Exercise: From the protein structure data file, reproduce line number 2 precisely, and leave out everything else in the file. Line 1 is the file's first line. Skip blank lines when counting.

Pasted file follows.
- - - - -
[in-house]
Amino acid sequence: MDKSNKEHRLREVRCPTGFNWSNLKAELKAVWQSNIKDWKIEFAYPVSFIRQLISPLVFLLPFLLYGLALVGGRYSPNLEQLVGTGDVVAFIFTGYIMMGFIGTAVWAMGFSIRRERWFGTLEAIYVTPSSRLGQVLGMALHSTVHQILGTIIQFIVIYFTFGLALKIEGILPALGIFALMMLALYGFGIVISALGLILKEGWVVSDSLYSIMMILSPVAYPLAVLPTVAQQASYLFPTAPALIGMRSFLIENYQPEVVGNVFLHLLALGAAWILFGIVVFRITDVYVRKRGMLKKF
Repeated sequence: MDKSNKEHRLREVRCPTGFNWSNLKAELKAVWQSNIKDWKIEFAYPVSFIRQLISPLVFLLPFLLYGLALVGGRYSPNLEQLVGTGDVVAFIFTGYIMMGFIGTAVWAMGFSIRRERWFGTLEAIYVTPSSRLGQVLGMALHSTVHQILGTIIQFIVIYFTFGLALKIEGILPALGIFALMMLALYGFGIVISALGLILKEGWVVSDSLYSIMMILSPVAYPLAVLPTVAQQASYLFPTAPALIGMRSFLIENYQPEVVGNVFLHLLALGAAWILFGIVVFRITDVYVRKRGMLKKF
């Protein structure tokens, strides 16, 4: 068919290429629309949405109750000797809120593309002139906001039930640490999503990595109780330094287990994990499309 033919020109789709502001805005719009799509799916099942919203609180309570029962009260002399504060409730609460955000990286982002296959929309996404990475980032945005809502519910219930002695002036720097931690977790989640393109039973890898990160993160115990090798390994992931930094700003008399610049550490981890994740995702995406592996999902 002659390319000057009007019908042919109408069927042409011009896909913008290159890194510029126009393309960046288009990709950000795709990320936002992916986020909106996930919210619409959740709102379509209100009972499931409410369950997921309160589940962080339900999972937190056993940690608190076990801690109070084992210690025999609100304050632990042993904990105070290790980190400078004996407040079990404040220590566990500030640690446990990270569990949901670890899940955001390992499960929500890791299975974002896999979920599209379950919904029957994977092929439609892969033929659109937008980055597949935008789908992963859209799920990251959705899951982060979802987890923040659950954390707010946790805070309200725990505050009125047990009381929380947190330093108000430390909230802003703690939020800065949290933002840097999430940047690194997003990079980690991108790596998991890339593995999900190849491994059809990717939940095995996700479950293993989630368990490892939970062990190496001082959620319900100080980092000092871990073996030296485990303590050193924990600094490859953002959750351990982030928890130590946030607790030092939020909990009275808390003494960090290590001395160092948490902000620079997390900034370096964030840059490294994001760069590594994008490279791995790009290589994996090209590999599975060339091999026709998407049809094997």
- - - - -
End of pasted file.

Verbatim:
Amino acid sequence: MDKSNKEHRLREVRCPTGFNWSNLKAELKAVWQSNIKDWKIEFAYPVSFIRQLISPLVFLLPFLLYGLALVGGRYSPNLEQLVGTGDVVAFIFTGYIMMGFIGTAVWAMGFSIRRERWFGTLEAIYVTPSSRLGQVLGMALHSTVHQILGTIIQFIVIYFTFGLALKIEGILPALGIFALMMLALYGFGIVISALGLILKEGWVVSDSLYSIMMILSPVAYPLAVLPTVAQQASYLFPTAPALIGMRSFLIENYQPEVVGNVFLHLLALGAAWILFGIVVFRITDVYVRKRGMLKKF